The sacred initiation of “Pwo” for Antonio “Tony” Urmeyang Piailug begun Saturday at the Department of Community and Cultural Affairs’ canoe house in Susupe in a ceremony that will last until Tomorrow, Oct. 8.
Piailug, who started sailing as a young boy with his father, feels great about the initiation, adding that he has already proven his prowess in sailing from Saipan to Palau and to Chuuk in the Federated States of Micronesia, relying on his traditional knowledge of “wayfinding.”
“I have been sailing with my dad since when I was a young boy. I have been traveling for more than 40 years,” said Piailug.
Piailug is the son of grand master navigator Pius “Mau” Piailug, and the brother of grand master navigator Sesario Sewralur, who is carrying out the sacred initiation with Ali Haleyalur, also a grand master navigator.
“This is very important,” Piailug said, referring to the initiation rites. “We have all these days to [learn how to] prepare before going out sailing, taking care of who is [going to] be with you on your boat, know all things like that. So, it’s very important to me.”
“Pwo” is a sacred ritual for individuals who are initiated into the secrets of master navigators, and who have successfully concluded a rigorous course of training in traditional wayfinding.
DCCA Secretary Robert Hunter said Piailug’s initiation into becoming a master navigator is exciting for their office. Piailug co-manages the DCCA’s seafaring traditions program, with a project to build the first large-scale Chamorro oceangoing vessel in 200 years.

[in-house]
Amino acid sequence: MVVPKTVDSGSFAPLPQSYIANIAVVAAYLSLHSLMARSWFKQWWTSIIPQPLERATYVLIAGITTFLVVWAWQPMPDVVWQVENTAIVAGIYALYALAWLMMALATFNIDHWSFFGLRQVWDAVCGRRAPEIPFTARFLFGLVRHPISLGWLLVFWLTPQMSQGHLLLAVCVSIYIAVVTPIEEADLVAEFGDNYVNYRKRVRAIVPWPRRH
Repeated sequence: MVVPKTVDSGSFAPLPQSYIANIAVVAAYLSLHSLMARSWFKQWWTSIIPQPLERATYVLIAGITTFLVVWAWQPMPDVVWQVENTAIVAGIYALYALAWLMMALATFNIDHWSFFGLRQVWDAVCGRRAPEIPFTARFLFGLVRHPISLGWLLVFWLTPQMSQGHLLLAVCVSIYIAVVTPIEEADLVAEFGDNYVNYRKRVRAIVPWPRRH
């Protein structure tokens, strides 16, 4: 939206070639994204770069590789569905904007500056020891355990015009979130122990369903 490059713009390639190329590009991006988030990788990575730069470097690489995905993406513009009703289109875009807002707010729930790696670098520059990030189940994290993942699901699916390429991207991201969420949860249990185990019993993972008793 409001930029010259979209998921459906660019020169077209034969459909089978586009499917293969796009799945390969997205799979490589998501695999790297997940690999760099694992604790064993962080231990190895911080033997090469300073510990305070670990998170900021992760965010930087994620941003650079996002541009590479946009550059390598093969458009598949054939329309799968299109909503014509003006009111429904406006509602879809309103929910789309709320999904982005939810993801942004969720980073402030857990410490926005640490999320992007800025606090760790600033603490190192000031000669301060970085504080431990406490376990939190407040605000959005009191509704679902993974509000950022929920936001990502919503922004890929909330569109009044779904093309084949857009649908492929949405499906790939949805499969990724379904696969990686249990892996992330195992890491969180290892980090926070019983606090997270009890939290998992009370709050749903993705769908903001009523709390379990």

“It is exciting,” Hunter said. “It is quite exciting for us, because he’ll [Piailug] be here and he is trying to help us right now relearn the craft of Chamorro canoe-making, and then to teach celestial navigation. That’s the project they have ongoing right now, to build the first large-scale Chamorro oceangoing vessel probably in 200 years.”
The sacred initiation is the first recorded “Pwo” ceremony to happen in the Northern Marianas. A “Pwo” ceremony was held three years ago in Guam but most of these sacred initiations are held in other parts of Micronesia.
Piailug is also reaching out to members of the community who want to learn traditional navigation,
“We’re trying to teach to pass [the knowledge of traditional navigation] on. My message is if [people] want to learn, we welcome them to come and learn if they want to be a future navigator.”
The “Pwo” ceremony, which will conclude on Oct. 8 at 11am, is made possible by the DCCA-Commonwealth Council for Arts and Culture, in partnership with the Carolinian Affairs Office, Indigenous Affairs Office and Palau Community College.